Health Department Issues Commissioner’s Advisory As Overdose Crisis Reaches Historic Levels

Provisional data show there were 3,026 overdose deaths in New York City in 2022, an increase of 12% from 2021 and the highest number of deaths since reporting began in 2000

The Commissioner’s Advisory outlines actions New Yorkers can and should take in the face of this overdose crisis

September 25, 2023 — The Department of Health and Mental Hygiene released a Commissioner’s Advisory for residents, providers and people who use drugs, urging action amidst a historically high number of overdose deaths in the city. Newly released data shows that overdose deaths increased by 12% from 2021 to 2022 and Fentanyl — an opioid 50 to 100 times stronger than morphine — was detected in 81% of drug overdose deaths in New York City.

“This crisis is killing a New Yorker every three hours and is impacting every individual and family in our city and in our nation,” said Health Commissioner Dr. Ashwin Vasan. “No one is spared, even if you think otherwise. If you use drugs, know someone who is using drugs, or might be around drug use, there are simple steps we can take. First, everyone should carry naloxone, get trained to use it and to recognize the signs of overdose. Second, no one should use or allow anyone else to use drugs alone. Third, if you use drugs, seek care, support and treatment; we have a range of options and harm reduction is the foundation. And lastly, everyone should have a candid, judgement-free conversation at your kitchen table about drugs and their danger. We’re all in this together.”

Data shows persistent disparities in overdose deaths by age, race, poverty level and neighborhood of residence.

Black and Latino/a New Yorkers had the highest rates of overdose death and the largest increases in rate from 2021 to 2022. Black New Yorkers between the ages of 55 and 84 had the highest rate of overdose death compared to Black New Yorkers in other age groups, and New Yorkers of any age. Residents of the South Bronx neighborhoods of Crotona-Tremont, Hunts Point-Mott Haven, and Highbridge — continued to experience the highest rates of overdose death citywide.

For the first time, the Health Department reported on overdose deaths by setting. Approximately 60% of overdose deaths occurred in the person’s own or someone else’s home and 16% occurred in a public setting.

In response to the crisis, the New York City Health Department issued a Commissioner’s Advisory recommending that New Yorkers:

  • Carry naloxone and know how to use it;
  • Talk to their loved ones about substance use and overdose risk;
  • Avoid using drugs alone and
  • Keep all drugs — including medications — safely stored.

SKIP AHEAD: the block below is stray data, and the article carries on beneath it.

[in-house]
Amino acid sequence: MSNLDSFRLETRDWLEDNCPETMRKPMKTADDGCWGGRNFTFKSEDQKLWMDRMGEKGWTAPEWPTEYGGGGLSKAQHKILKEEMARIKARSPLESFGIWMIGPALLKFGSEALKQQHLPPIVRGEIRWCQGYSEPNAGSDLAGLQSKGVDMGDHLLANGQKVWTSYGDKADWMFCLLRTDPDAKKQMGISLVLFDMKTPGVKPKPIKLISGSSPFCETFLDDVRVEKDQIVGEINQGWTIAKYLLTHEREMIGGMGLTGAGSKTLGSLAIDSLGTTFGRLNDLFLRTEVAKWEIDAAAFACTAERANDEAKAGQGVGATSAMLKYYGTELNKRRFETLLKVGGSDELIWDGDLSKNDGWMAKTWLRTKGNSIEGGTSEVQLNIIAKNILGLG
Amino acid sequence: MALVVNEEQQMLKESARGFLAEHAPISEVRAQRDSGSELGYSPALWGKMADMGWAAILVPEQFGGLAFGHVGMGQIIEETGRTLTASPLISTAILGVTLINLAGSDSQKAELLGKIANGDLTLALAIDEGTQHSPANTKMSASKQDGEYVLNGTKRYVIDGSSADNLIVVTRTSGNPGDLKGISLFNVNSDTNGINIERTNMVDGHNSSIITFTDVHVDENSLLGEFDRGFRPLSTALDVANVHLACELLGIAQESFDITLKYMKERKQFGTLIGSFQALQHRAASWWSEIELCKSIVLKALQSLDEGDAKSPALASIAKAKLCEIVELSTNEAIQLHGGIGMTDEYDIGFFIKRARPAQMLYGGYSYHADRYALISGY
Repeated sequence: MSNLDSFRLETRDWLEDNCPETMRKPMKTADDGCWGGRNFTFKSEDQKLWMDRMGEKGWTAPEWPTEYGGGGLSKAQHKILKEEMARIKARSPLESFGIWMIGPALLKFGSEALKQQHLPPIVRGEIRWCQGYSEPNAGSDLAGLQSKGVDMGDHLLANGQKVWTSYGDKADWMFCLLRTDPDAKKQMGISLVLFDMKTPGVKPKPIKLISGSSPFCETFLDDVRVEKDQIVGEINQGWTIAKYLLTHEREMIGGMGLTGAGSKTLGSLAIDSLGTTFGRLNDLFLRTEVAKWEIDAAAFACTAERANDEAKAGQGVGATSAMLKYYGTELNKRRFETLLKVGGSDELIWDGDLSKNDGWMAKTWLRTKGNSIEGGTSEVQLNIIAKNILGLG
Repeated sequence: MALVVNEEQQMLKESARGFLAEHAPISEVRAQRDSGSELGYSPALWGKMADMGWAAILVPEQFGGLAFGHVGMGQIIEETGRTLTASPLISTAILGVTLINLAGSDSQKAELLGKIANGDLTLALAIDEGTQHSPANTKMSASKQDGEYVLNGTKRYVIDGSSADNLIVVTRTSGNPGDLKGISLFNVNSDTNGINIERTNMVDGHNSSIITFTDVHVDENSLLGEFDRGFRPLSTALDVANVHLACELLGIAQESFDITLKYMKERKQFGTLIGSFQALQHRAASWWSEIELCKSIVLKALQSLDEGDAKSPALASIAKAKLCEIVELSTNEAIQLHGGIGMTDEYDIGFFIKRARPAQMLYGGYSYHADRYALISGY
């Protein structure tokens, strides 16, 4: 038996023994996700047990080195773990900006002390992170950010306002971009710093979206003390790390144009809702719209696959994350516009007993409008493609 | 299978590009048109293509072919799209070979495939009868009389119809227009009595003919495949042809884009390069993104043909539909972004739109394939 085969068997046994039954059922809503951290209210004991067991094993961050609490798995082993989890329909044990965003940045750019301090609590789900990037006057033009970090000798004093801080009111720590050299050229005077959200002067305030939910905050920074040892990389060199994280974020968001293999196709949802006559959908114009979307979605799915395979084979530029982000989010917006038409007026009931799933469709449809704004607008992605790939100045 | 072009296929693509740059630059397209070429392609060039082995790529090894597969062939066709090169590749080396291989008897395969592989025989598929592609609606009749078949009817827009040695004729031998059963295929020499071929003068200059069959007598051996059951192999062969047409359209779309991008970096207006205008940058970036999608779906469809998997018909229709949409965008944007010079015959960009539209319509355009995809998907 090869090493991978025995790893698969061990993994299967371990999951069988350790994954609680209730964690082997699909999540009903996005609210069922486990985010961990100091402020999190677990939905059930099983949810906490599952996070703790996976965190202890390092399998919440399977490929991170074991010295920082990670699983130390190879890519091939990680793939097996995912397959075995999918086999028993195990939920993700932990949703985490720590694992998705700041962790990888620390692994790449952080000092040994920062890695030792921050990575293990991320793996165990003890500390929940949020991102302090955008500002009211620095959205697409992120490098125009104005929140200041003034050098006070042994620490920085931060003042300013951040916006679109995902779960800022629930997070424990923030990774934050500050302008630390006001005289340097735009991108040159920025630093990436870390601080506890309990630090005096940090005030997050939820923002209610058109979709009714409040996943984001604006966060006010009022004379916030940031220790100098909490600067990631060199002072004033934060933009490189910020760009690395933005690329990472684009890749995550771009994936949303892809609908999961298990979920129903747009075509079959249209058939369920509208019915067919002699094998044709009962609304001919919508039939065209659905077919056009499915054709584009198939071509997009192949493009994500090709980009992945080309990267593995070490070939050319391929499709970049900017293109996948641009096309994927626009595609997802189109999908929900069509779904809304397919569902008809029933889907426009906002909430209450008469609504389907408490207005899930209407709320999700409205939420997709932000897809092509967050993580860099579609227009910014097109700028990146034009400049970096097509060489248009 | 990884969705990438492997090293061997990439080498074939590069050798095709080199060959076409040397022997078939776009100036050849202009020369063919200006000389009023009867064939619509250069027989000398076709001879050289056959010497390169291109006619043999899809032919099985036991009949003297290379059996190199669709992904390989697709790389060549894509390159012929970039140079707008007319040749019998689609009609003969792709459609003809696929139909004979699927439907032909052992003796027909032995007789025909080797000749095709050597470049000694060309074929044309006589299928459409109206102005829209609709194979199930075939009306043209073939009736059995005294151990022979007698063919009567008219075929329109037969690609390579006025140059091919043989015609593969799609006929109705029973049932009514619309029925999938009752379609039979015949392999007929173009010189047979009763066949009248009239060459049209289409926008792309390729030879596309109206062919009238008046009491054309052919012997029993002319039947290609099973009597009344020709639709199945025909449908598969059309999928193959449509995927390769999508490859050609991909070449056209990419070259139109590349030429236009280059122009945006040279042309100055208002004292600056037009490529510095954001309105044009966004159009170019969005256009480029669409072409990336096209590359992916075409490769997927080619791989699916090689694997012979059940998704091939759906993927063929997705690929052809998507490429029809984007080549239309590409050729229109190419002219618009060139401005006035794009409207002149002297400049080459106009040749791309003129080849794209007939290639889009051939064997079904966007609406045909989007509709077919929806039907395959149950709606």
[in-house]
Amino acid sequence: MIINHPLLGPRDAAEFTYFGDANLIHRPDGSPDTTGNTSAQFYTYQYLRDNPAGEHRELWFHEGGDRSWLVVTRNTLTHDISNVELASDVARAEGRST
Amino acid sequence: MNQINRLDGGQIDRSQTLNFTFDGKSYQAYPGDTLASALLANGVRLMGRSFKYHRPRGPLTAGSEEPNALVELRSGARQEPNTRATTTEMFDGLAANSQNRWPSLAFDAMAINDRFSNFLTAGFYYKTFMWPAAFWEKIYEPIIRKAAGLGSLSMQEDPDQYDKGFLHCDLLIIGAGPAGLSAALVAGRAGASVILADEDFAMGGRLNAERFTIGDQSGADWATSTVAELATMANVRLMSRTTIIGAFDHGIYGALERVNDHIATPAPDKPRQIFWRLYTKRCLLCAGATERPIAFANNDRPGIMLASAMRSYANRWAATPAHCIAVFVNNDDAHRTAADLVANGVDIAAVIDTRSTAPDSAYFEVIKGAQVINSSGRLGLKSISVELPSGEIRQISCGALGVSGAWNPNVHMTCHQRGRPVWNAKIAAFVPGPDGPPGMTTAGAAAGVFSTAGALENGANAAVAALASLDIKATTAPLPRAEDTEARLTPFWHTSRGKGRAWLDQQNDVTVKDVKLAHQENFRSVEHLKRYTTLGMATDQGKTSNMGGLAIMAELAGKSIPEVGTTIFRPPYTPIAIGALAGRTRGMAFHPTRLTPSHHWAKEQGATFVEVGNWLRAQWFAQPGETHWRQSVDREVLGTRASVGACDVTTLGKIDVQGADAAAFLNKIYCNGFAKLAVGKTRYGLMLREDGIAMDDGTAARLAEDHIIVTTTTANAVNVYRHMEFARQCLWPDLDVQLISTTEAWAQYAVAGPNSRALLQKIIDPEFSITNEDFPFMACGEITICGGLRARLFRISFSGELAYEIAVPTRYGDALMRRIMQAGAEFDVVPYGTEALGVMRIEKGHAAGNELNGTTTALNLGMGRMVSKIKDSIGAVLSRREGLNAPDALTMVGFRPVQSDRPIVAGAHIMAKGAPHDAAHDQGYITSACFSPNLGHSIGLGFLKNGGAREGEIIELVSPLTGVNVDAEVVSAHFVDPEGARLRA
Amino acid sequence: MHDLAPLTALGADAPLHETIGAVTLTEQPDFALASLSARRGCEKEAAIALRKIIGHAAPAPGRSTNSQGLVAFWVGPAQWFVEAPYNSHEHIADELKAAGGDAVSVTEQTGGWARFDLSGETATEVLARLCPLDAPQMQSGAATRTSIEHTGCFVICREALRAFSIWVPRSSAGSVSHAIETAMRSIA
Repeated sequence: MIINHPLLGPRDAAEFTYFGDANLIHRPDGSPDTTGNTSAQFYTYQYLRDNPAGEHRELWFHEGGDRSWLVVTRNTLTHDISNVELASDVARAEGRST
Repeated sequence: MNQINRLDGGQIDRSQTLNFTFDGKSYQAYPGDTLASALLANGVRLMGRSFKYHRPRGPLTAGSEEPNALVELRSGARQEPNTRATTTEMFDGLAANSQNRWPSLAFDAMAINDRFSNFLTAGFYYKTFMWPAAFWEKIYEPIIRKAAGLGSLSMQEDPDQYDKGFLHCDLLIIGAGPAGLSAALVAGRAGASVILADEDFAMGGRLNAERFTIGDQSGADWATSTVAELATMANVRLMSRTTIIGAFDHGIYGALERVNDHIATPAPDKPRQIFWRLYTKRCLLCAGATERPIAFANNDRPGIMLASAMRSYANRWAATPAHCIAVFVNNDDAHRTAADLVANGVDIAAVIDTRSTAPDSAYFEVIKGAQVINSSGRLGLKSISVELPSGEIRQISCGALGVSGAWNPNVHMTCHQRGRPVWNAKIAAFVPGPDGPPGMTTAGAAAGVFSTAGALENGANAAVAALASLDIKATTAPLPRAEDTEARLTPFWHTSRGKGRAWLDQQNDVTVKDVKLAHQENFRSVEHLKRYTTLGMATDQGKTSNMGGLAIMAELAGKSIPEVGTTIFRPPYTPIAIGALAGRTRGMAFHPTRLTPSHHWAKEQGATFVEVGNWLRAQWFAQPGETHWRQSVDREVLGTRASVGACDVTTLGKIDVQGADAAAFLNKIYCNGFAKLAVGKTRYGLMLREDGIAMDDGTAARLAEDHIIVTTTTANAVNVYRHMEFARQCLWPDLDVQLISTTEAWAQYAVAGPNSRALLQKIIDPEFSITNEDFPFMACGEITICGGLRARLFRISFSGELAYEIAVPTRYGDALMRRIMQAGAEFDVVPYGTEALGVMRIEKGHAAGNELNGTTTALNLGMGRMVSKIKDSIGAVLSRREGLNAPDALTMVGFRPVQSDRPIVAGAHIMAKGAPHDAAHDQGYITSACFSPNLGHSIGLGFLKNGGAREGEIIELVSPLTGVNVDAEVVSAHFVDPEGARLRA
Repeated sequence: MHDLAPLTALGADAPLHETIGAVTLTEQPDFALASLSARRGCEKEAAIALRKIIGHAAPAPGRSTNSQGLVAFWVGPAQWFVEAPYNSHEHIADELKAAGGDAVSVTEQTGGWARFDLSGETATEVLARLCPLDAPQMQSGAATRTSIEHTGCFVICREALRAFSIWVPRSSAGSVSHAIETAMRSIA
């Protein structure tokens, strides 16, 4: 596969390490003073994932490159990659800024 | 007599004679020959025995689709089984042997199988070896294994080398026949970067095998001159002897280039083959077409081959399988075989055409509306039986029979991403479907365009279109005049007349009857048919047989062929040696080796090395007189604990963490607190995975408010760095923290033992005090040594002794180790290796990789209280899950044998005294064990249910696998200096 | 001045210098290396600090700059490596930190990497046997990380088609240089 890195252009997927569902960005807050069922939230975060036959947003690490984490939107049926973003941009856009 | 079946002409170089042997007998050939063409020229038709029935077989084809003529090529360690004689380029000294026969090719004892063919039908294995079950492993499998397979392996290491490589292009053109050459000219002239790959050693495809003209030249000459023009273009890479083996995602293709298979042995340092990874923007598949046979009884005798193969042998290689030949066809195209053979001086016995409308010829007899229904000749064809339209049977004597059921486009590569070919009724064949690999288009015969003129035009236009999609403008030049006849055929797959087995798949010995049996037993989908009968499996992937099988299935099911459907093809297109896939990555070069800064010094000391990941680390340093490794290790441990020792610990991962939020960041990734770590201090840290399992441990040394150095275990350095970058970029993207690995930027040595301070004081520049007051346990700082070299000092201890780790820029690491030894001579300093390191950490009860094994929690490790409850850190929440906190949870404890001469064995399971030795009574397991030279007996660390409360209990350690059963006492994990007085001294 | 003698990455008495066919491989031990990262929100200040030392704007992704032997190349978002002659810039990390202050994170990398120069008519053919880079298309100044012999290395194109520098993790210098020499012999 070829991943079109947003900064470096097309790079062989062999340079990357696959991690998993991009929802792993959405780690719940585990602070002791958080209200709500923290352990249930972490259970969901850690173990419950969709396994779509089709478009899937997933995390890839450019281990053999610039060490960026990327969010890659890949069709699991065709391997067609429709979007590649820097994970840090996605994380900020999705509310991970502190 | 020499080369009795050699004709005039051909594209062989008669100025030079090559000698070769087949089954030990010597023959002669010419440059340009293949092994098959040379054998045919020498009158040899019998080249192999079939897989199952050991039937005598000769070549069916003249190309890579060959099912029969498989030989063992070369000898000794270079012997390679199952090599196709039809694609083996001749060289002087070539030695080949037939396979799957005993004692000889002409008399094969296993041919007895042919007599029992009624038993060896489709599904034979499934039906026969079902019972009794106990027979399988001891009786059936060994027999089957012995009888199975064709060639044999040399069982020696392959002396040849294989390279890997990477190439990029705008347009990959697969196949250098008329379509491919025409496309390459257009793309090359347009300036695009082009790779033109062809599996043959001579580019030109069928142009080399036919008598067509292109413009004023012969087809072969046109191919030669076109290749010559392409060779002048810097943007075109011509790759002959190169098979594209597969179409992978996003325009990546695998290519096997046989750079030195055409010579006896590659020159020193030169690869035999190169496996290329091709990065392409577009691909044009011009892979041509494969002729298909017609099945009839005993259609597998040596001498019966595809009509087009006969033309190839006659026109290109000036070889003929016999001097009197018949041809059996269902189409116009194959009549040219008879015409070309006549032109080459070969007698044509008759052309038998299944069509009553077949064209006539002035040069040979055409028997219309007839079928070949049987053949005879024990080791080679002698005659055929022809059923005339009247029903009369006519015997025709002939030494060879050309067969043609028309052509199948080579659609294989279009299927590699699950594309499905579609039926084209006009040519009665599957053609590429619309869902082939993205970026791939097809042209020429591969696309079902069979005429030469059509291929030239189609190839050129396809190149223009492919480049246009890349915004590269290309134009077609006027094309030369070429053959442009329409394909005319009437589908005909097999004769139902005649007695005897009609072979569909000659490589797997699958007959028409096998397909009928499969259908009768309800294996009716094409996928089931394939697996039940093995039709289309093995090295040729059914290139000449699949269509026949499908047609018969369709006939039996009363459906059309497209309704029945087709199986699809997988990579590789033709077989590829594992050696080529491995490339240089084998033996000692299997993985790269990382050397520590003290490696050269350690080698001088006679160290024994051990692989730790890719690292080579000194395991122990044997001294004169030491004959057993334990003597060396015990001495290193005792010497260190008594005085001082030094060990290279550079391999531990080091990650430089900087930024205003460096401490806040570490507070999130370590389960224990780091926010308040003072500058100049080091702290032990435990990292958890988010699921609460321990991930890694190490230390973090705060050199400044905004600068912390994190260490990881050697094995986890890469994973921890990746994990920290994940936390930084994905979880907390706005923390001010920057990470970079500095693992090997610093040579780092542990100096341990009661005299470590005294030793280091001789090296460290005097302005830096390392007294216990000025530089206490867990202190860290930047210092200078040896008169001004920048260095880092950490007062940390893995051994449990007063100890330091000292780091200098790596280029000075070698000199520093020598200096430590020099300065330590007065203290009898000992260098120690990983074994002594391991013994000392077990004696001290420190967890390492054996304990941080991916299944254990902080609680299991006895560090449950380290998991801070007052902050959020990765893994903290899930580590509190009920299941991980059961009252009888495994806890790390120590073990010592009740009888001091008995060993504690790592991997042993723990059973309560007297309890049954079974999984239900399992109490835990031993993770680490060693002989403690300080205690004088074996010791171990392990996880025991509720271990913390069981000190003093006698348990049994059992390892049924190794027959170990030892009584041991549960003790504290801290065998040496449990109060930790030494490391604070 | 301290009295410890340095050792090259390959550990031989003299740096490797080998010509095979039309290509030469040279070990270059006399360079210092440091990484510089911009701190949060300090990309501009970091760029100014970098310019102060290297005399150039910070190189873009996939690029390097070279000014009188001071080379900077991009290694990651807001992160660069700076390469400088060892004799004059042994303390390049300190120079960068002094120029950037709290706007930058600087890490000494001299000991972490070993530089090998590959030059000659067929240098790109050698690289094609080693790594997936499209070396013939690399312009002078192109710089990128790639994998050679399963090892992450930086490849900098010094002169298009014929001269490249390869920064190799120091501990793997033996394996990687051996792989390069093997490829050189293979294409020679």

Past Commissioner’s advisories have focused on other public health emergencies such as COVID-19 and RSV.

Anyone can attend a Health Department training and receive a free naloxone kit. Naloxone, fentanyl test strips and xylazine test strips are also available for free at syringe service programs - comprehensive hubs that connect people who use drugs with a range of basic needs, social supports, and physical and mental healthcare - and Opioid Overdose Prevention Programs citywide.

Care, Community, Action: A Mental Health Plan for New York City, released in March 2023, included overdose prevention as a central pillar and set a goal of reducing overdose deaths by 25% by 2025. To achieve this goal, the city committed to supporting comprehensive prevention, harm reduction, treatment and recovery services to reduce the risk of overdose and other drug-related harms. Since the launch of the plan in March, the city has:

  • Launched the city’s first public health vending machine;
  • Opened a Buprenorphine Clinic at NYC Health + Hospitals/Gotham Health, Vanderbilt;
  • Distributed more than 77,000 naloxone kits and hosted 38 naloxone trainings;
  • Provided drug-checking services at five sites citywide and distributed tens of thousands of fentanyl and xylazine test strips;
  • Provided 24/7 peer-led nonfatal overdose response services at 14 emergency rooms across New York City;
  • Provided financial support and technical assistance to 14 syringe service providers in all 5 boroughs;
  • Expanded hours and services at the nation’s first 2 publicly recognized overdose prevention centers, where staff have effectively intervened more than 1,000 times to prevent overdose-related injury or death;
  • Supported more than 85 prevention, substance use disorder treatment and recovery programs citywide; and
  • Increased access to buprenorphine in primary care, emergency department, harm reduction, and homeless outreach settings.

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MEDIA CONTACT: Patrick Gallahue/Rachel Vick